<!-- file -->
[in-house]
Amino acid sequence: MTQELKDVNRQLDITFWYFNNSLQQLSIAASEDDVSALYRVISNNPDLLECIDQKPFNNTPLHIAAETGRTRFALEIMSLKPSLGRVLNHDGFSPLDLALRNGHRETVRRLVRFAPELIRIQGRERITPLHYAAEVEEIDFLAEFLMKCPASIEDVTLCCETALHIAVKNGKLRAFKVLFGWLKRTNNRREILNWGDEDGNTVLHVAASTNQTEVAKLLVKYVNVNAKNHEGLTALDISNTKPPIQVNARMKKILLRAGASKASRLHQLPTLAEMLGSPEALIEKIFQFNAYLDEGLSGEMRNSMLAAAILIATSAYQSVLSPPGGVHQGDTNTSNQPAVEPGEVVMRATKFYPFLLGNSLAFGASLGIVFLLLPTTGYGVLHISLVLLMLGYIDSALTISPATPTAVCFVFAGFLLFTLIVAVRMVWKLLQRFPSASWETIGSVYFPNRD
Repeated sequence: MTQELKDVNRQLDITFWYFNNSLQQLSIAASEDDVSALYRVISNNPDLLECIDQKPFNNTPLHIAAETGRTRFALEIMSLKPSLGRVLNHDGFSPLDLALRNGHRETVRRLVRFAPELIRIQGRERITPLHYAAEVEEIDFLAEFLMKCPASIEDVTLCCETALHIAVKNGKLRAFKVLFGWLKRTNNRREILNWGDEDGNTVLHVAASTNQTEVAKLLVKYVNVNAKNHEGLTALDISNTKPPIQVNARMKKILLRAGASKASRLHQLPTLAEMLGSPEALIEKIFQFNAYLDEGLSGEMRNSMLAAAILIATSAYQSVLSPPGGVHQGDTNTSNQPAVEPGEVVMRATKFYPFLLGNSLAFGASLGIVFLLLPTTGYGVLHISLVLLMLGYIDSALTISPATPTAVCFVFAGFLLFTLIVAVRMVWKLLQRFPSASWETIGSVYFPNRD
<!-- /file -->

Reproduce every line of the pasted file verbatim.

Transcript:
[in-house]
Amino acid sequence: MTQELKDVNRQLDITFWYFNNSLQQLSIAASEDDVSALYRVISNNPDLLECIDQKPFNNTPLHIAAETGRTRFALEIMSLKPSLGRVLNHDGFSPLDLALRNGHRETVRRLVRFAPELIRIQGRERITPLHYAAEVEEIDFLAEFLMKCPASIEDVTLCCETALHIAVKNGKLRAFKVLFGWLKRTNNRREILNWGDEDGNTVLHVAASTNQTEVAKLLVKYVNVNAKNHEGLTALDISNTKPPIQVNARMKKILLRAGASKASRLHQLPTLAEMLGSPEALIEKIFQFNAYLDEGLSGEMRNSMLAAAILIATSAYQSVLSPPGGVHQGDTNTSNQPAVEPGEVVMRATKFYPFLLGNSLAFGASLGIVFLLLPTTGYGVLHISLVLLMLGYIDSALTISPATPTAVCFVFAGFLLFTLIVAVRMVWKLLQRFPSASWETIGSVYFPNRD
Repeated sequence: MTQELKDVNRQLDITFWYFNNSLQQLSIAASEDDVSALYRVISNNPDLLECIDQKPFNNTPLHIAAETGRTRFALEIMSLKPSLGRVLNHDGFSPLDLALRNGHRETVRRLVRFAPELIRIQGRERITPLHYAAEVEEIDFLAEFLMKCPASIEDVTLCCETALHIAVKNGKLRAFKVLFGWLKRTNNRREILNWGDEDGNTVLHVAASTNQTEVAKLLVKYVNVNAKNHEGLTALDISNTKPPIQVNARMKKILLRAGASKASRLHQLPTLAEMLGSPEALIEKIFQFNAYLDEGLSGEMRNSMLAAAILIATSAYQSVLSPPGGVHQGDTNTSNQPAVEPGEVVMRATKFYPFLLGNSLAFGASLGIVFLLLPTTGYGVLHISLVLLMLGYIDSALTISPATPTAVCFVFAGFLLFTLIVAVRMVWKLLQRFPSASWETIGSVYFPNRD